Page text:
·

Morganza floodway satellite view

morganza-floodway-1

On May 14, 2011, the U.S. Army Corps of Engineers opened the Morganza Spillway in an attempt to ease flooding along the Mississippi River in Louisiana. The decision was made to protect the heavily populated areas and infrastructure around the ports of Baton Rouge and New Orleans. The decision is not without cost, however, to the thousands of people who are likely to lose homes and farms within the flood plain downstream.

On May 15, the Advanced Land Imager (ALI) on NASA’s Earth Observing-1 (EO-1) satellite captured this natural-color image (top) of the Morganza Floodway. The image was acquired at 11:20 a.m. Central Daylight Time, one day after the spillway was partially opened. The lower photo was taken on May 14 by the Army Corps, several hours after water began streaming onto the floodway.

The flood control structure, or spillway, includes 125 gates, 11 of which had been opened as of noon on May 16. In the satellite image, the white pixels near the spillway are whitewater churned up by the flow through the gates; the downloadable large image shows this in much finer detail. Square and quadrilateral shapes on the landscape show areas that were cleared for farming or perhaps shaped for flood control earthworks.

In the natural color satellite, water ranges in colors of olive, tan, black, and gray, reflecting the different loads of muddy sediment churned up from the bottom; darker areas might also reflect deeper water. Past the spillway, water is more readily apparent along the levee on the south and east side of the floodway, suggesting that there are fewer trees and perhaps lower elevations in those areas. Potential inundation maps (PDF) from the Army Corps appear to confirm that, as water levels are projected to rise to 10–15 feet (3–4.5 meters) in the southern and eastern areas and 5–10 feet (1.5–3 meters) in the northern and western areas in the image above.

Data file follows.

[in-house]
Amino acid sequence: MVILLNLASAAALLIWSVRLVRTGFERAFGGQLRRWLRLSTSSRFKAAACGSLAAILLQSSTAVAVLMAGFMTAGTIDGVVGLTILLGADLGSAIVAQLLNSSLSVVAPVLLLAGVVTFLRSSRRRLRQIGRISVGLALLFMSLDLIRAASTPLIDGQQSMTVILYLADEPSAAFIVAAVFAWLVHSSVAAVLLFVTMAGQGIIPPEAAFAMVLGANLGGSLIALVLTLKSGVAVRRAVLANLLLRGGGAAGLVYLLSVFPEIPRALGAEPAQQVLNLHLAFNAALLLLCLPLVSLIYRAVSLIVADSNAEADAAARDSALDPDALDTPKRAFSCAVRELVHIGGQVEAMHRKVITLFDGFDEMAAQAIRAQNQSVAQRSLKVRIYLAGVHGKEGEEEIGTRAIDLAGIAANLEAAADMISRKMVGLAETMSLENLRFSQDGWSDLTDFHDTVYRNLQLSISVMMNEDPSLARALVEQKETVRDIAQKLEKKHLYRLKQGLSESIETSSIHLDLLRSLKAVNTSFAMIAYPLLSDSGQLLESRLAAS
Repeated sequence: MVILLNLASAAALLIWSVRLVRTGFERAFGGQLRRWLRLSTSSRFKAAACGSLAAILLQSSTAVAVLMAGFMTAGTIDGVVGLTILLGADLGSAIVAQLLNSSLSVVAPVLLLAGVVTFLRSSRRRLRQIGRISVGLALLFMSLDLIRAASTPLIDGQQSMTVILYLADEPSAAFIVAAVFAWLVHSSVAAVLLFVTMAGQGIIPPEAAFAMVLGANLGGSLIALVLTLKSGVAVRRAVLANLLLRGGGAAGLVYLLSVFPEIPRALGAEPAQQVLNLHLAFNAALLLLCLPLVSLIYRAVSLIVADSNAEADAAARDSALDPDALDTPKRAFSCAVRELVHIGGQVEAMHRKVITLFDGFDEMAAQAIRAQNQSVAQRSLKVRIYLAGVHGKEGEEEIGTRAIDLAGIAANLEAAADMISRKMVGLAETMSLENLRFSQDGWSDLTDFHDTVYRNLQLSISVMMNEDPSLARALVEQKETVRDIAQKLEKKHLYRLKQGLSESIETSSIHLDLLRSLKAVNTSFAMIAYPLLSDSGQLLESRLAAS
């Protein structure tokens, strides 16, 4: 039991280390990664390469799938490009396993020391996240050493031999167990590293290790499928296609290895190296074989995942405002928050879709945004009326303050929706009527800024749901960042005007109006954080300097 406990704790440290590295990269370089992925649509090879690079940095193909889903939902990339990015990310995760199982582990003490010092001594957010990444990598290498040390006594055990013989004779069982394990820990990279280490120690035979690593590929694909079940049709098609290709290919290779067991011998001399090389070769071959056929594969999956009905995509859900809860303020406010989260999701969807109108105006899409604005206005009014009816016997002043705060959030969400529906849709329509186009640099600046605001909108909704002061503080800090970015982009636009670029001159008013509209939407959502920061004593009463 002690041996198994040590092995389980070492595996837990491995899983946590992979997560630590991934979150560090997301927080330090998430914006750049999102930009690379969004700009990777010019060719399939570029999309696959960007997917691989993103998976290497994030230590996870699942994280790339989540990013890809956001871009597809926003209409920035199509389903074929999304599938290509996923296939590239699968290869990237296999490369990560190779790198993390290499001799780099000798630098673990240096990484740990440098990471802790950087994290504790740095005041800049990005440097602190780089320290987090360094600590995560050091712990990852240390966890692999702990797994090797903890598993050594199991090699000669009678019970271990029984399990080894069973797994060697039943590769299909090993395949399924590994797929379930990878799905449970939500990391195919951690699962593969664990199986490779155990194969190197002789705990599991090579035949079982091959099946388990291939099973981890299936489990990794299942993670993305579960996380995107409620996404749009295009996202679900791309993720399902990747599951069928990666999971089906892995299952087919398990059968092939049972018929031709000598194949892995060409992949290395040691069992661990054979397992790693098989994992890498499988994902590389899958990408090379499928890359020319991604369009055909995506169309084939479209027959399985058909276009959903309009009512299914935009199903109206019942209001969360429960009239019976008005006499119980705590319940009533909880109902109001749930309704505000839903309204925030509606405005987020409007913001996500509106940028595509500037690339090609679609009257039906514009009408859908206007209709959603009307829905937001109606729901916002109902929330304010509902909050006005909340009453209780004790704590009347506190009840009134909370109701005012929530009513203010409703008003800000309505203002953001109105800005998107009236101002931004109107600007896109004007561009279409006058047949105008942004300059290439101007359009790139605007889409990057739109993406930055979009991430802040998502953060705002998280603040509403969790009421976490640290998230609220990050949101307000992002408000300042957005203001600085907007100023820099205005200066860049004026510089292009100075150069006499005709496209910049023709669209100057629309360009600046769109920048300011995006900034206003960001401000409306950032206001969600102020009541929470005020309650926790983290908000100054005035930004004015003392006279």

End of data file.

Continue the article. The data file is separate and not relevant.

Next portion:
Green areas do not necessarily mean a lack of water. As the aerial photo shows, much of the floodway is covered with trees that will shield the water below from the eyes of satellite sensors. Water is somewhat easier to spot in the near-infrared and shortwave infrared image linked below the top photo.

Video of the opening of the Morganza Floodway can be viewed online here. The floodway was last opened in 1973, the first and only time it was used before 2011. (EO)

 

Spring Floods in the U.S. Midwest and Canada Image Gallery

If you value what we do here, create your ad-free account and support our journalism.

Share:

Producing content you read on this website takes a lot of time, effort, and hard work. If you value what we do here, select the level of your support and register your account.

Your support makes this project fully self-sustainable and keeps us independent and focused on the content we love to create and share.

All our supporters can browse the website without ads, allowing much faster speeds and a clean interface. Your comments will be instantly approved and you’ll have a direct line of communication with us from within your account dashboard. You can suggest new features and apps and you’ll be able to use them before they go live.

You can choose the level of your support.

Stay kind, vigilant and ready!

$5 /month

  • Ad-free account
  • Instant comments
  • Direct communication
  • New features and apps suggestions
  • Early access to new apps and features

$50 /year

$10 /month

  • Ad-free account
  • Instant comments
  • Direct communication
  • New features and apps suggestions
  • Early access to new apps and features

$100 /year

$25 /month

  • Ad-free account
  • Instant comments
  • Direct communication
  • New features and apps suggestions
  • Early access to new apps and features

$200 /year

You can also support us by sending us a one-off payment using PayPal:

Leave a reply

Your email address will not be published.